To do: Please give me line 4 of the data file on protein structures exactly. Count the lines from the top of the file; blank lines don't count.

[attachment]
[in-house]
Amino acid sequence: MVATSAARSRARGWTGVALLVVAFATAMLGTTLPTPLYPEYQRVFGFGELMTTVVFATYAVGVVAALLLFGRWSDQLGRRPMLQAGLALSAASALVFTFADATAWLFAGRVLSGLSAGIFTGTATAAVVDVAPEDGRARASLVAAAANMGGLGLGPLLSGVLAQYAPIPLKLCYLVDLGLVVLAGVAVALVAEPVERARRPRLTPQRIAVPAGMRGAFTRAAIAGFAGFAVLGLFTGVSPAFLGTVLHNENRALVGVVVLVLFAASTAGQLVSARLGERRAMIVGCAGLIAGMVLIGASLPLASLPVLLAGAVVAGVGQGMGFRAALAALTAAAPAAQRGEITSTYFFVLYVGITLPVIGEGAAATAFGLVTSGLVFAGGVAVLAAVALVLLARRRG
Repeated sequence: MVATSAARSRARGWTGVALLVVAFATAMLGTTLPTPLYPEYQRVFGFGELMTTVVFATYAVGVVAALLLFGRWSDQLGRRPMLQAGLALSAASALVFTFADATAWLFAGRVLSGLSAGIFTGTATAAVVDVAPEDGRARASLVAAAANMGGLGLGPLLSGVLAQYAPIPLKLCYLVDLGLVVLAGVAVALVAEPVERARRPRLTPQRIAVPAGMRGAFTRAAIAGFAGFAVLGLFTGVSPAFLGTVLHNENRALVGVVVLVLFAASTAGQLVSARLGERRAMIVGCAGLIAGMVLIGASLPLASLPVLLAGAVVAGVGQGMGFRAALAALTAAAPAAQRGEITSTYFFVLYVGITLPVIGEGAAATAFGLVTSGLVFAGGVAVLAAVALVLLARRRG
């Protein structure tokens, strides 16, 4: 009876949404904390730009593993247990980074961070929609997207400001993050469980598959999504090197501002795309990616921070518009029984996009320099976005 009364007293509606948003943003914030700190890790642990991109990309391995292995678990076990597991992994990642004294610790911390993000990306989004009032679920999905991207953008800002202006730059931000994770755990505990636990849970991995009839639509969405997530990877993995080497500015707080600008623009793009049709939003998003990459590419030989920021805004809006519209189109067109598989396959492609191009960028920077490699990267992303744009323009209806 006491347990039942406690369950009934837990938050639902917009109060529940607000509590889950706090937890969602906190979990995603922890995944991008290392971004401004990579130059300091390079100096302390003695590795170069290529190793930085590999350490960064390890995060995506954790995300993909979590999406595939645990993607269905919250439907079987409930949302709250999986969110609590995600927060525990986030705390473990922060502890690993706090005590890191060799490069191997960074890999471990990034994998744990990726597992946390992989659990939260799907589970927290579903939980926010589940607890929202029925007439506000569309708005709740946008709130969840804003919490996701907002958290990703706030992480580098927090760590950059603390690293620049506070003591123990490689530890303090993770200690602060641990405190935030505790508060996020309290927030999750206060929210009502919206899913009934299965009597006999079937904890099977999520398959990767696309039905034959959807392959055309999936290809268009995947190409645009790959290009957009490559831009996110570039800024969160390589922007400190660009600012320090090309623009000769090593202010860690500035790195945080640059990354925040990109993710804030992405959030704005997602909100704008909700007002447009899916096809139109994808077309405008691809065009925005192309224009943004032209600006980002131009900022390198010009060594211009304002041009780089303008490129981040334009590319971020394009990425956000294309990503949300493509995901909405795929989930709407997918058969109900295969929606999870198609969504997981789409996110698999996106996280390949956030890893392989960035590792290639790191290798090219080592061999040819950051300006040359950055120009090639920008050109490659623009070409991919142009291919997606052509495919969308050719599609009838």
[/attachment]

């Protein structure tokens, strides 16, 4: 009876949404904390730009593993247990980074961070929609997207400001993050469980598959999504090197501002795309990616921070518009029984996009320099976005 009364007293509606948003943003914030700190890790642990991109990309391995292995678990076990597991992994990642004294610790911390993000990306989004009032679920999905991207953008800002202006730059931000994770755990505990636990849970991995009839639509969405997530990877993995080497500015707080600008623009793009049709939003998003990459590419030989920021805004809006519209189109067109598989396959492609191009960028920077490699990267992303744009323009209806 006491347990039942406690369950009934837990938050639902917009109060529940607000509590889950706090937890969602906190979990995603922890995944991008290392971004401004990579130059300091390079100096302390003695590795170069290529190793930085590999350490960064390890995060995506954790995300993909979590999406595939645990993607269905919250439907079987409930949302709250999986969110609590995600927060525990986030705390473990922060502890690993706090005590890191060799490069191997960074890999471990990034994998744990990726597992946390992989659990939260799907589970927290579903939980926010589940607890929202029925007439506000569309708005709740946008709130969840804003919490996701907002958290990703706030992480580098927090760590950059603390690293620049506070003591123990490689530890303090993770200690602060641990405190935030505790508060996020309290927030999750206060929210009502919206899913009934299965009597006999079937904890099977999520398959990767696309039905034959959807392959055309999936290809268009995947190409645009790959290009957009490559831009996110570039800024969160390589922007400190660009600012320090090309623009000769090593202010860690500035790195945080640059990354925040990109993710804030992405959030704005997602909100704008909700007002447009899916096809139109994808077309405008691809065009925005192309224009943004032209600006980002131009900022390198010009060594211009304002041009780089303008490129981040334009590319971020394009990425956000294309990503949300493509995901909405795929989930709407997918058969109900295969929606999870198609969504997981789409996110698999996106996280390949956030890893392989960035590792290639790191290798090219080592061999040819950051300006040359950055120009090639920008050109490659623009070409991919142009291919997606052509495919969308050719599609009838």